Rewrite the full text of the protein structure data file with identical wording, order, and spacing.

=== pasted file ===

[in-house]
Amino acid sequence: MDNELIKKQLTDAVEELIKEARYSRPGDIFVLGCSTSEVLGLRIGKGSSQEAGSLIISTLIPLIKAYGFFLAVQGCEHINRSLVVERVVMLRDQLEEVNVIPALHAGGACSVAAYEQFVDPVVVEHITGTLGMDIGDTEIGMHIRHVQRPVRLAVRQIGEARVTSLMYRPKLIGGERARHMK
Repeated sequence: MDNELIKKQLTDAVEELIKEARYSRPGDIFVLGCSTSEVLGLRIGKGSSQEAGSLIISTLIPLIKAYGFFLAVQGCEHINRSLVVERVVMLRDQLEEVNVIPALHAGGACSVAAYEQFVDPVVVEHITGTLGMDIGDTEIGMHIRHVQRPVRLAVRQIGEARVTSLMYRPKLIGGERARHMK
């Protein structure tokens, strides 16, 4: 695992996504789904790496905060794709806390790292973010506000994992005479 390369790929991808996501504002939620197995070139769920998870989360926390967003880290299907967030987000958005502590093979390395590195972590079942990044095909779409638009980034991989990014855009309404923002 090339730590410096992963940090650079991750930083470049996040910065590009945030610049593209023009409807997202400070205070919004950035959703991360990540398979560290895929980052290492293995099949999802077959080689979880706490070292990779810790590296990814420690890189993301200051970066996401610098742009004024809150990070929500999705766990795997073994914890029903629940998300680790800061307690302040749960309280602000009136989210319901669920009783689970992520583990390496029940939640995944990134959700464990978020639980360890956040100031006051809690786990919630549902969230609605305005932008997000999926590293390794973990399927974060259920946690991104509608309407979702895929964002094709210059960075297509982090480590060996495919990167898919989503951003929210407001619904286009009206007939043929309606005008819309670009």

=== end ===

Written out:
[in-house]
Amino acid sequence: MDNELIKKQLTDAVEELIKEARYSRPGDIFVLGCSTSEVLGLRIGKGSSQEAGSLIISTLIPLIKAYGFFLAVQGCEHINRSLVVERVVMLRDQLEEVNVIPALHAGGACSVAAYEQFVDPVVVEHITGTLGMDIGDTEIGMHIRHVQRPVRLAVRQIGEARVTSLMYRPKLIGGERARHMK
Repeated sequence: MDNELIKKQLTDAVEELIKEARYSRPGDIFVLGCSTSEVLGLRIGKGSSQEAGSLIISTLIPLIKAYGFFLAVQGCEHINRSLVVERVVMLRDQLEEVNVIPALHAGGACSVAAYEQFVDPVVVEHITGTLGMDIGDTEIGMHIRHVQRPVRLAVRQIGEARVTSLMYRPKLIGGERARHMK
């Protein structure tokens, strides 16, 4: 695992996504789904790496905060794709806390790292973010506000994992005479 390369790929991808996501504002939620197995070139769920998870989360926390967003880290299907967030987000958005502590093979390395590195972590079942990044095909779409638009980034991989990014855009309404923002 090339730590410096992963940090650079991750930083470049996040910065590009945030610049593209023009409807997202400070205070919004950035959703991360990540398979560290895929980052290492293995099949999802077959080689979880706490070292990779810790590296990814420690890189993301200051970066996401610098742009004024809150990070929500999705766990795997073994914890029903629940998300680790800061307690302040749960309280602000009136989210319901669920009783689970992520583990390496029940939640995944990134959700464990978020639980360890956040100031006051809690786990919630549902969230609605305005932008997000999926590293390794973990399927974060259920946690991104509608309407979702895929964002094709210059960075297509982090480590060996495919990167898919989503951003929210407001619904286009009206007939043929309606005008819309670009």